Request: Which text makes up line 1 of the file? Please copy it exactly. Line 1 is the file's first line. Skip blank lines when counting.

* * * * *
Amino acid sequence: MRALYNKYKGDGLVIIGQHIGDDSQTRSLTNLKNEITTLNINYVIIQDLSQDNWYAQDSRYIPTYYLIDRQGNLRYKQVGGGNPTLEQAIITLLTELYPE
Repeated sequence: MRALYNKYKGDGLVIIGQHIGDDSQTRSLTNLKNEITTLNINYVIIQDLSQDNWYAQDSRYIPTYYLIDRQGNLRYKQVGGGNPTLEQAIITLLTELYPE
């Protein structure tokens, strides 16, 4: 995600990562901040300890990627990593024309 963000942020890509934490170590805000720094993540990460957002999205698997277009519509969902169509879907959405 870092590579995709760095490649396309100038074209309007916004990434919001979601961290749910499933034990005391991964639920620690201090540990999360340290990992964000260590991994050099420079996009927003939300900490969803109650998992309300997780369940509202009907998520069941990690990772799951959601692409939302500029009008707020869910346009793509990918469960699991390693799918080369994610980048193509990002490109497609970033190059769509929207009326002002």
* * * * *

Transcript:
Amino acid sequence: MRALYNKYKGDGLVIIGQHIGDDSQTRSLTNLKNEITTLNINYVIIQDLSQDNWYAQDSRYIPTYYLIDRQGNLRYKQVGGGNPTLEQAIITLLTELYPE